How to prevent heart diseases from happening


 

Summary

In the United States, heart disease is the leading cause of death. It is also a significant contributor to disability. There are a variety of factors that can increase your risk of heart disease. They're known as risk factors. You can't control some of them, but you can control a lot of them. Learning about them can help you reduce your chances of developing heart disease.

What are the risk factors for heart disease that I can't change?

Age. As you become older, your chances of developing heart disease increase. Men and women over the age of 45 and 55 are at a higher risk.

Sex. Some risk factors may affect women's risk of heart disease differently than men's. For example, estrogen protects women from heart disease, but diabetes increases the risk of heart disease in women more than it does in males.

Ethnicity or race. Some people are at a larger risk than others. Heart disease is more common in African Americans than in whites, whereas it is less common in Hispanic Americans. East Asians, for example, have lower rates, whereas South Asians have greater rates.

History of the family. If you have a close relative who developed heart disease at a young age, you are at a higher risk.

What can I do to reduce my chances of developing heart disease?

Fortunately, there are a number of things you may do to lower your risk of heart disease:

Maintain a healthy blood pressure level. Heart disease is caused by high blood pressure, which is a key risk factor. It's critical to have your blood pressure checked on a regular basis - at least once a year for most individuals, and much more frequently if you have high blood pressure. Take actions to avoid or control high blood pressure, including making lifestyle changes.

Maintain a healthy cholesterol and triglyceride level. Cholesterol levels that are too high can clog arteries, increasing your risk of coronary artery disease and heart stroke. Cholesterol can be reduced through a combination of lifestyle changes and medications (if necessary). Triglycerides are a form of fat found in the bloodstream. High triglyceride levels can also increase the risk of coronary heart disease, particularly in women.

Maintain a healthy body weight. Obesity or being overweight can increase your risk of heart disease. This is mostly due to their association with other heart disease risk factors such as high blood cholesterol and triglyceride levels, high blood pressure, and diabetes. Maintaining a healthy weight can lower these risks.

Maintain a balanced diet. Limit saturated fats, high-sodium diets, and added sweets. Consume a variety of fruits, veggies, and whole grains. The DASH diet is an example of an eating plan that can help you lower your blood pressure and cholesterol, two factors that can reduce your heart disease risk.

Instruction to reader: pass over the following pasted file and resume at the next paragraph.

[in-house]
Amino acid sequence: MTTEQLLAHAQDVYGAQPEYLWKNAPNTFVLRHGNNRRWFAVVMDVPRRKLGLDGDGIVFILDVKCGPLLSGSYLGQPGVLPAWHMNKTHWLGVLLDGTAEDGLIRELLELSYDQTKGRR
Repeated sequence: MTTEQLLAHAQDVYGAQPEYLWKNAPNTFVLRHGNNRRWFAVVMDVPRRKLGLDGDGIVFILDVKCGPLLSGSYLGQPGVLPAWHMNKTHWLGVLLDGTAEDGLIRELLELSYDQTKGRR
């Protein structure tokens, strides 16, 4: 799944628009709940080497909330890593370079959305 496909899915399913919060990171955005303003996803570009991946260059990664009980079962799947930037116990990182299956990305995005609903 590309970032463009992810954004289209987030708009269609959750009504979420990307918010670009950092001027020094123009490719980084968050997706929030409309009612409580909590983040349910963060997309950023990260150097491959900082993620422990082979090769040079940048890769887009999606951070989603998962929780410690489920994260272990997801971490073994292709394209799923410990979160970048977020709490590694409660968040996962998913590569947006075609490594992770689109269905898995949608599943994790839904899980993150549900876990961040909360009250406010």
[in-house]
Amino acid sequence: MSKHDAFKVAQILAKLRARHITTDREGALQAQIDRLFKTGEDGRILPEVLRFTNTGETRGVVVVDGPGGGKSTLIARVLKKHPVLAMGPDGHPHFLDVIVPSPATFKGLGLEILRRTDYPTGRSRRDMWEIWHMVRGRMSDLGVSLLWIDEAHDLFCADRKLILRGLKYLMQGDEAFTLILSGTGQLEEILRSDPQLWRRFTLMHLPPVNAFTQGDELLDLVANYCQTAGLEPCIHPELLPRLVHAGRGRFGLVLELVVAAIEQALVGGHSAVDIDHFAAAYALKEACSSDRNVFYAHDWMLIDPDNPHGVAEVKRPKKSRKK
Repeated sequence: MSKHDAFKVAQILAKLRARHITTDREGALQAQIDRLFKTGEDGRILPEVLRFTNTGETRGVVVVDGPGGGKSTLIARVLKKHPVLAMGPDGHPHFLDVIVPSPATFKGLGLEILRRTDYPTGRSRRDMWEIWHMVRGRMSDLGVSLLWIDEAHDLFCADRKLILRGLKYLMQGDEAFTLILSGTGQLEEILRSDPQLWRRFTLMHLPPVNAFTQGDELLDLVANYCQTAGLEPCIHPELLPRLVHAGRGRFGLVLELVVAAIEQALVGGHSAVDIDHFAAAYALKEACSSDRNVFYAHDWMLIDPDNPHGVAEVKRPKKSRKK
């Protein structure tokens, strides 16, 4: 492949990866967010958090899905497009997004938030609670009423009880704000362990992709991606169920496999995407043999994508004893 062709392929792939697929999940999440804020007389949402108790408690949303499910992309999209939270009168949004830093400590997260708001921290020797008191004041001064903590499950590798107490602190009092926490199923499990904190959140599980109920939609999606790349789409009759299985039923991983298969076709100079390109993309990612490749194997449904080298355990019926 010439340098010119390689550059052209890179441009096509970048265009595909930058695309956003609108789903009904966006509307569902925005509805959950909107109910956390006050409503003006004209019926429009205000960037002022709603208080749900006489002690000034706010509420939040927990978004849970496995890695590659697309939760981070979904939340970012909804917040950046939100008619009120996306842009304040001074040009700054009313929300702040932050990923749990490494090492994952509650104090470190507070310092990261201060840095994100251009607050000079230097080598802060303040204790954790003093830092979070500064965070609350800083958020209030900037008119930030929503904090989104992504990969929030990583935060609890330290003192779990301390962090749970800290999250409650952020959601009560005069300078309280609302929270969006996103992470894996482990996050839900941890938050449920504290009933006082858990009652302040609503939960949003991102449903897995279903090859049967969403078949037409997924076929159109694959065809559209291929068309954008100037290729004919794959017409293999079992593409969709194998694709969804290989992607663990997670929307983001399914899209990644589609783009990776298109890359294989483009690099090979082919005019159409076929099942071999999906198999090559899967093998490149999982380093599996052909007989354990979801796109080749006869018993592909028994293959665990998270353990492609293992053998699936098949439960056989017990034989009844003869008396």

Get some exercise on a regular basis. Exercise offers numerous advantages, including strengthening the heart and increasing circulation. It can also aid in the maintenance of a healthy weight as well as the reduction of cholesterol and blood pressure. All of these things can help you avoid heart disease.

Alcohol should be consumed in moderation. Too much alcohol might cause your blood pressure to rise. It also adds more calories, potentially leading to weight gain. Both of these factors increase your chances of developing heart disease. Men should limit themselves to two alcoholic drinks each day, while women should limit themselves to one.

Please don't smoke. Cigarette smoking elevates blood pressure and increases your risk of heart attack and stroke. Don't start smoking if you don't already. If you smoke, stopping reduces your chances of developing heart disease. You can get assistance from your health care professional in determining the best method for you to quit.

Take care of your stress. In many ways, stress is linked to heart disease. It has the potential to elevate your blood pressure. A heart attack can be triggered by extreme stress. Furthermore, certain common stress-relieving behaviors, such as overeating, heavy drinking, and smoking, are harmful to your heart. Exercising, listening to music, focusing on something calm or serene, and meditating are all good strategies to handle stress.

Take care of your diabetes. Diabetic heart disease is two times more likely if you have diabetes. Diabetes causes high blood sugar, which damages your blood vessels and the nerves that control your heart and blood vessels over time. As a result, it's critical to get tested for diabetes and, if diagnosed, to keep it under control.

 Get enough rest. You increase your chances of high blood pressure, obesity, and diabetes if you don't get enough sleep. These three factors can increase your chances of developing heart disease. The average adult needs 7 to 9 hours of sleep per night. Make sure you're getting enough sleep.

If you're having trouble sleeping, make an appointment with your doctor. Sleep apnea is a condition that causes people to cease breathing for small periods of time while sleeping. This makes it difficult to get a decent night's sleep and increases your risk of heart disease. If you suspect you have it, speak with your doctor about getting a sleep study. Also, if you do have sleep apnea, make sure you get it treated.

 

 

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